The issue here is what happens to R. In our society, the vast bulk of the returns on capital flow to private owners—small business proprietors, partnerships, shareholders—whereas overall economic growth benefits the society as a whole—workers, consumers, public beneficiaries, as well as capitalists.
In 2015, Shawn Bayern published a fascinating article in the Stanford Technology Law Review: "The Implications of Modern Business Entity Law for the the Regulation of Autonomous Systems." He argued that current corporate regulatory law—specifically that governing Limited Liability Corporations ("LLCs")—can be construed to recognize autonomous entities such as robots and computer algorithms as "legal persons" and thus allows them to own and run a business independent of human owners.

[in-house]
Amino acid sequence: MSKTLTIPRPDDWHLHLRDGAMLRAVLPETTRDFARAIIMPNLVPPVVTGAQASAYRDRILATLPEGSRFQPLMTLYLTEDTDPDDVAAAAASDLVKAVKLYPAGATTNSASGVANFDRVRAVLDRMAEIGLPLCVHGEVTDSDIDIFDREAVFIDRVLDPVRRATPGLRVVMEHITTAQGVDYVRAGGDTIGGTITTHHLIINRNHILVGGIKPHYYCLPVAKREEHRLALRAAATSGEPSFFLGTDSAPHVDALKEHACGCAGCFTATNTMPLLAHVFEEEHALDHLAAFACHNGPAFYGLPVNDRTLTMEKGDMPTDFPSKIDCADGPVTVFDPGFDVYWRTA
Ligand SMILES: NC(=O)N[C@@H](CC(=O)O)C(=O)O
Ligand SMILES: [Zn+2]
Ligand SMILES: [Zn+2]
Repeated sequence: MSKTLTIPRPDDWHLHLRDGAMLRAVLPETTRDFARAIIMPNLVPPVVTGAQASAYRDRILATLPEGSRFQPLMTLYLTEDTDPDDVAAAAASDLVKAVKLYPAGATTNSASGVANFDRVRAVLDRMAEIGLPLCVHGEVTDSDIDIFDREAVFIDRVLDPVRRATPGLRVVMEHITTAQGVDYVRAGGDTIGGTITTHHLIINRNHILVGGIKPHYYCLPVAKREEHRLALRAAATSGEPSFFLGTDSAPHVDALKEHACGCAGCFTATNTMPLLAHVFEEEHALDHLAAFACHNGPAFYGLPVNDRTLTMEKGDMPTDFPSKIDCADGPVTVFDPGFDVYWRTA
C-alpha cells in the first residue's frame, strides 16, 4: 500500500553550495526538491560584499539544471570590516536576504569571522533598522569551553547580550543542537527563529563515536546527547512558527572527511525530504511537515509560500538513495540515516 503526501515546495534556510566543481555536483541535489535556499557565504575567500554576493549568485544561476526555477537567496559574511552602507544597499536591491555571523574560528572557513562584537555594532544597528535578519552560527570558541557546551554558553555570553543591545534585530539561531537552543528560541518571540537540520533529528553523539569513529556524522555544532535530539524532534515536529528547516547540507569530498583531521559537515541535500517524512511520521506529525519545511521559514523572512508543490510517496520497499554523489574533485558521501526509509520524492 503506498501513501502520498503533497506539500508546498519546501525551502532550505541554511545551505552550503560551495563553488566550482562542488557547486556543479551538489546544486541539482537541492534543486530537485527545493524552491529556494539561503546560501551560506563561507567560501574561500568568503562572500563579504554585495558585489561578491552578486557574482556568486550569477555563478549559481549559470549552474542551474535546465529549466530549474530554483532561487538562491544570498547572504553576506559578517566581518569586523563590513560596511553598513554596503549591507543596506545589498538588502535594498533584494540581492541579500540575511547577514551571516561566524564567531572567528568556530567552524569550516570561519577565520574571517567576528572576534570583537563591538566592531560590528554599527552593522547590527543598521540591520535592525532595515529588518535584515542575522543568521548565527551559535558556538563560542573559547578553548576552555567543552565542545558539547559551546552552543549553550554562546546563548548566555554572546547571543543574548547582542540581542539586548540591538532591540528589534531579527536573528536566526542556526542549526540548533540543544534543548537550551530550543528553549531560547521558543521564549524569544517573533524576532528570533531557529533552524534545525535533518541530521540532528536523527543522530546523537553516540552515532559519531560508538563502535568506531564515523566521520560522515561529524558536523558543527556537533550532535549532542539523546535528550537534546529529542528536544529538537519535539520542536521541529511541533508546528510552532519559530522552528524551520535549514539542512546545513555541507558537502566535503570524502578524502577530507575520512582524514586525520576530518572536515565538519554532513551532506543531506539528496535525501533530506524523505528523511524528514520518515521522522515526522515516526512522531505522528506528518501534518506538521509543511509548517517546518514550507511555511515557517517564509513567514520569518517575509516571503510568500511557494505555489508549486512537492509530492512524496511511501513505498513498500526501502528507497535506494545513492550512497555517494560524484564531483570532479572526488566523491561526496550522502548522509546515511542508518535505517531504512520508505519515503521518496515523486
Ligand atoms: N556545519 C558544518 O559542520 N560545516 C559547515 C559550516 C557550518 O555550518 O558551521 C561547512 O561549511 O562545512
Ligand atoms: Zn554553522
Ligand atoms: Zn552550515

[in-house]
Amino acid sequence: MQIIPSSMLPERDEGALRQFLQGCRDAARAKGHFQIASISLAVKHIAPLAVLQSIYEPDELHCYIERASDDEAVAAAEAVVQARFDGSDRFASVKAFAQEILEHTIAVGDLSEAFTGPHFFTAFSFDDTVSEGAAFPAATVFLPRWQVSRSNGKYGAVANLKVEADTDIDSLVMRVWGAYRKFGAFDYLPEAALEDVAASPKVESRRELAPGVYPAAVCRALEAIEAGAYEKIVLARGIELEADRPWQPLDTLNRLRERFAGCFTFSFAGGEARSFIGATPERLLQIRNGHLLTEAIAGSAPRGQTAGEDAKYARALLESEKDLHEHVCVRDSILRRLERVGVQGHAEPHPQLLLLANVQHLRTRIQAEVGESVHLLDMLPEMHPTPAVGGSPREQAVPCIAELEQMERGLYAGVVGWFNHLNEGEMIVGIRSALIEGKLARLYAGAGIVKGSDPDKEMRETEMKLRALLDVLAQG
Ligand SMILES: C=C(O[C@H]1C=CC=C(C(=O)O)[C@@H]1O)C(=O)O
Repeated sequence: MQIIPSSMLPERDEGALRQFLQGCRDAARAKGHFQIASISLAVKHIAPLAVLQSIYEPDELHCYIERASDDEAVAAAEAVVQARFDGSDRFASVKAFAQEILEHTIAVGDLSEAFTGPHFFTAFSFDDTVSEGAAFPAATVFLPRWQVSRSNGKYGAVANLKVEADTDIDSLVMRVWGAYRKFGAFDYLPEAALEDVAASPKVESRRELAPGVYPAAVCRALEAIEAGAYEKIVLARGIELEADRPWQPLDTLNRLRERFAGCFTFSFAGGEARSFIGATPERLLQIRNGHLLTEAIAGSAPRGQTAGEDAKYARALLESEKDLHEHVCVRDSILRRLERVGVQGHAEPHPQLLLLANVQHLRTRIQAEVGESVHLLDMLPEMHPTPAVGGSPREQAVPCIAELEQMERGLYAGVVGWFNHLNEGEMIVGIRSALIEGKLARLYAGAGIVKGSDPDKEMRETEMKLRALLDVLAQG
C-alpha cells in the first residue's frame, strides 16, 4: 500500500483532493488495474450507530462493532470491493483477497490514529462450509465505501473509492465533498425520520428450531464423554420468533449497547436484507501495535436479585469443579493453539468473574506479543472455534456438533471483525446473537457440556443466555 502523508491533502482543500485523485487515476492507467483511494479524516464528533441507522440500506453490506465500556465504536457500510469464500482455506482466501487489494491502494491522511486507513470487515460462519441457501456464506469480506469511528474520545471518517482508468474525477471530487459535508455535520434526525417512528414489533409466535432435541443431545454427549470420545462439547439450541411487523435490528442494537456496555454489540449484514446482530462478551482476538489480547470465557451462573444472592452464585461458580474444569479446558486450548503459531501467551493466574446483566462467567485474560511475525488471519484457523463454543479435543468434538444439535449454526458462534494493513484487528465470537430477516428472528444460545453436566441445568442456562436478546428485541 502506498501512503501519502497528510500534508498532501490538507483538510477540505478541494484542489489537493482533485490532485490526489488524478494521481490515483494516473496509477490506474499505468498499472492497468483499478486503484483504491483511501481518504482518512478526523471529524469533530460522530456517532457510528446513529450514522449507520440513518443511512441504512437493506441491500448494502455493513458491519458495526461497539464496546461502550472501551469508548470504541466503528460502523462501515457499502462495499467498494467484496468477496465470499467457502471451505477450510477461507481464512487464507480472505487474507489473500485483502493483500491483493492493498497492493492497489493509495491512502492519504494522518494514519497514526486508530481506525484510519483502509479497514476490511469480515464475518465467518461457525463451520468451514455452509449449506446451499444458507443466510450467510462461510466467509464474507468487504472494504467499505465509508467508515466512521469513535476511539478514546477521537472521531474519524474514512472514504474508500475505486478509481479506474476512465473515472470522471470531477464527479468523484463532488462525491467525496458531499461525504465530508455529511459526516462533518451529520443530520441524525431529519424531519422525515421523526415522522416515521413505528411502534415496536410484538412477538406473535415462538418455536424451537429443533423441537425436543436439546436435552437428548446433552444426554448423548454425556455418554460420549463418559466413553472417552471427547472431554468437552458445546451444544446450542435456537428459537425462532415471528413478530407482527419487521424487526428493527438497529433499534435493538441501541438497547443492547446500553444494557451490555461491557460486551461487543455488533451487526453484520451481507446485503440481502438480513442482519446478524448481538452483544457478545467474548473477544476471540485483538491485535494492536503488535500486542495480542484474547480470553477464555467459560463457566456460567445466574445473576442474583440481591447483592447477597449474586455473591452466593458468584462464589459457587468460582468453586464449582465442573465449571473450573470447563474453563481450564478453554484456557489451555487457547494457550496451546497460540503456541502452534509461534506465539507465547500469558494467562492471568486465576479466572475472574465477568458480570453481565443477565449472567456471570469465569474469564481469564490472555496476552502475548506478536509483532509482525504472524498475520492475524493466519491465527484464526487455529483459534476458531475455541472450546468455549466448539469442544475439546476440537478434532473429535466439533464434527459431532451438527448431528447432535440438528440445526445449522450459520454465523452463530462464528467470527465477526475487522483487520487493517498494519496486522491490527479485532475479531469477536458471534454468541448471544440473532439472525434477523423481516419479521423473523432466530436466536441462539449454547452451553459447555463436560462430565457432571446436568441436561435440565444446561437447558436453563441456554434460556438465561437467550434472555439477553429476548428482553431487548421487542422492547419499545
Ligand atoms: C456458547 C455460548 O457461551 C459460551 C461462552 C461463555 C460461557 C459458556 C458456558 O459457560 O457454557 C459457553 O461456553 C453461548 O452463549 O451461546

Importantly, Lynn M. LoPucki followed this up in 2018 with "Algorithmic Entities" in the Washington University Law Review in which he argued that the situation favoring the legal recognition and economic rise of Artificial Intelligence ("AI") is a cause for alarm to humanity: